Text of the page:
Challenges to the Vestibular System in Space: How the Brain Responds and Adapts to Microgravity

Jérome Carriot, Isabelle Mackrous, Kathleen E. Cullen

Research output: Contribution to journalReview articlepeer-review


In the next century, flying civilians to space or humans to Mars will no longer be a subject of science fiction. The altered gravitational environment experienced during space flight, as well as that experienced following landing, results in impaired perceptual and motor performance—particularly in the first days of the new environmental challenge. Notably, the absence of gravity unloads the vestibular otolith organs such that they are no longer stimulated as they would be on earth. Understanding how the brain responds initially and then adapts to altered sensory input has important implications for understanding the inherent abilities as well as limitations of human performance. Space-based experiments have shown that altered gravity causes structural and functional changes at multiple stages of vestibular processing, spanning from the hair cells of its sensory organs to the Purkinje cells of the vestibular cerebellum. Furthermore, ground-based experiments have established the adaptive capacity of vestibular pathways and neural mechanism that likely underlie this adaptation. We review these studies and suggest that the brain likely uses two key strategies to adapt to changes in gravity: (i) the updating of a cerebellum-based internal model of the sensory consequences of gravity; and (ii) the re-weighting of extra-vestibular information as the vestibular system becomes less (i.e., entering microgravity) and then again more reliable (i.e., return to earth).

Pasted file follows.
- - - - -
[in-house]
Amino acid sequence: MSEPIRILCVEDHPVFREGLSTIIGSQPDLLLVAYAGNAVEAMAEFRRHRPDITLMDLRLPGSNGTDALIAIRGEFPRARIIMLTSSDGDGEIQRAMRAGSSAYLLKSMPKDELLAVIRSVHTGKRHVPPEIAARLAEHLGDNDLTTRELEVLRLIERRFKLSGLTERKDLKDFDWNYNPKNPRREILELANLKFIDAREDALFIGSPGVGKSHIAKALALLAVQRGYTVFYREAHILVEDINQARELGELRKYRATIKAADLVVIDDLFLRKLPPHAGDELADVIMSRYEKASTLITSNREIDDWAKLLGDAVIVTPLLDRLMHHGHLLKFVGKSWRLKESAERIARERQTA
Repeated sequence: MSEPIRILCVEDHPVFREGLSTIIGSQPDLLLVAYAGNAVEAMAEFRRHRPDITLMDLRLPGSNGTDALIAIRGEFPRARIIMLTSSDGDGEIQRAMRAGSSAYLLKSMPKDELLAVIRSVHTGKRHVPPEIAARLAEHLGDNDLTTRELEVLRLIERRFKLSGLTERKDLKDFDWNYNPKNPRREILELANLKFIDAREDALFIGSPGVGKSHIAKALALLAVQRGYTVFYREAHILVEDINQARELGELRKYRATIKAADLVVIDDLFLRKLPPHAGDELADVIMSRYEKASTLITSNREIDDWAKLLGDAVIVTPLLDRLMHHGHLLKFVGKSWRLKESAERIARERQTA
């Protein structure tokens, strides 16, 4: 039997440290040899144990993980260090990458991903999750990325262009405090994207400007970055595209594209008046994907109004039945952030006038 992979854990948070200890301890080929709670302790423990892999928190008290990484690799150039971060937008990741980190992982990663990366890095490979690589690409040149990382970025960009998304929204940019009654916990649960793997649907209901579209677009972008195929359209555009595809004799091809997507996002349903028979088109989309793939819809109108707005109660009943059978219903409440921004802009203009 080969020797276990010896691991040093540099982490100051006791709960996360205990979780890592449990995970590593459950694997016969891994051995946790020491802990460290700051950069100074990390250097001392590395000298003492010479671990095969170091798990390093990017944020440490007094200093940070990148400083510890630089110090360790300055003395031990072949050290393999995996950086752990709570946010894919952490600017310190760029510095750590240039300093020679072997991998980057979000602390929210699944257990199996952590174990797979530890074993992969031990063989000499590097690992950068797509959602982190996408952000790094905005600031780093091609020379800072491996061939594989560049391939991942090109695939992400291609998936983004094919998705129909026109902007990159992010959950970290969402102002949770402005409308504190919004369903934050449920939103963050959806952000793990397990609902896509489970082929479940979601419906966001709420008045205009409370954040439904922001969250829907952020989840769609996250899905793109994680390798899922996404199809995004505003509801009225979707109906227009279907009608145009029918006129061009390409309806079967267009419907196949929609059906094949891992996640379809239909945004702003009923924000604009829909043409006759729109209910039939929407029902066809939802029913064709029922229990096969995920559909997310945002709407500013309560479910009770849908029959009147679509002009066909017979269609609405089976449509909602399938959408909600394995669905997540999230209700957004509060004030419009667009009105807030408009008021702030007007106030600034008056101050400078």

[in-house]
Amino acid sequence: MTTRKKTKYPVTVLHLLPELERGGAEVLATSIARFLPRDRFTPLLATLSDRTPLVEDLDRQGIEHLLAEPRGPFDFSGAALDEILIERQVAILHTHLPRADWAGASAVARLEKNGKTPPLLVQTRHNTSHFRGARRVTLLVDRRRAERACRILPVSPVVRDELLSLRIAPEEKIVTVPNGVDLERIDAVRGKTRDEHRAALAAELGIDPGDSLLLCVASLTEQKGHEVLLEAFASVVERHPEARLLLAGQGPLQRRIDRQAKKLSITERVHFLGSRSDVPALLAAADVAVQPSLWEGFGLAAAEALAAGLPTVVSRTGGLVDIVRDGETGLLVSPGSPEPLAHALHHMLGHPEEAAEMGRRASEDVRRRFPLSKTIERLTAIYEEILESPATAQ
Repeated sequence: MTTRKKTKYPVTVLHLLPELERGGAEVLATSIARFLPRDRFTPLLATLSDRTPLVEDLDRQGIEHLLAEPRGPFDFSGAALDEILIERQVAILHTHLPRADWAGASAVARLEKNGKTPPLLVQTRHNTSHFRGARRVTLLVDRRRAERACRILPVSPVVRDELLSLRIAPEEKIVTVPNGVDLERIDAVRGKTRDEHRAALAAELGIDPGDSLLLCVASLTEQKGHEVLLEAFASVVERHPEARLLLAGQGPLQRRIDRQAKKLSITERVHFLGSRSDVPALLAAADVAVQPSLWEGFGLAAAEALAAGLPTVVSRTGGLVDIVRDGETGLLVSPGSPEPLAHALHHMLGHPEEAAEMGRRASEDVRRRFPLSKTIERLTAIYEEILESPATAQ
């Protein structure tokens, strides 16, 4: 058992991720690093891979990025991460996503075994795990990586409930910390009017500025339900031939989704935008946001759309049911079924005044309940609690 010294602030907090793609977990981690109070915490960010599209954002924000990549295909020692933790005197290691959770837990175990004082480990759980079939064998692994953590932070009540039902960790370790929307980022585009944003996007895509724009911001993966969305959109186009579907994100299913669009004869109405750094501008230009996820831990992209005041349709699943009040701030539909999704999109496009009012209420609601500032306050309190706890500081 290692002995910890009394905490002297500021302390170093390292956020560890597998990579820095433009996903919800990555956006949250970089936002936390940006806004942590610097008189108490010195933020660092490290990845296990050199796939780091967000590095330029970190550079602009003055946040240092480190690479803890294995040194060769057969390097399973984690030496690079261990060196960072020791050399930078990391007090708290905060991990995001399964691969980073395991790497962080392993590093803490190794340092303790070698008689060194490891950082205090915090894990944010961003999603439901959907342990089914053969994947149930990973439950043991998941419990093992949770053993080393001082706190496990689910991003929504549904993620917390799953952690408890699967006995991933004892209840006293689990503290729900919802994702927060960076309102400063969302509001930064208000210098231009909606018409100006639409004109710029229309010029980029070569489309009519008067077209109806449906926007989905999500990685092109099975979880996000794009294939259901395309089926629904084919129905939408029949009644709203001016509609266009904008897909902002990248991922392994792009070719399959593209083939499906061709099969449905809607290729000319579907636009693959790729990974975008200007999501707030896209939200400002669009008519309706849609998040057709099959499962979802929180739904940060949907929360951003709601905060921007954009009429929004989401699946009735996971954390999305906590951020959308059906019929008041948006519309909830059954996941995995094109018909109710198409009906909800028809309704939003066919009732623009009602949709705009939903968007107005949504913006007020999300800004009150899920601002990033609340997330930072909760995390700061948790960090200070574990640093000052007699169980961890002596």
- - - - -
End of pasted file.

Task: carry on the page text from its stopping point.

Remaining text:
Original languageEnglish (US)
Article number760313
JournalFrontiers in neural circuits
StatePublished - Nov 3 2021


  • afferent
  • brainstem
  • cerebellum
  • neural coding
  • self-motion
  • vestibulo-ocular reflex
  • vestibulospinal reflex

ASJC Scopus subject areas

  • Neuroscience (miscellaneous)
  • Sensory Systems
  • Cognitive Neuroscience
  • Cellular and Molecular Neuroscience


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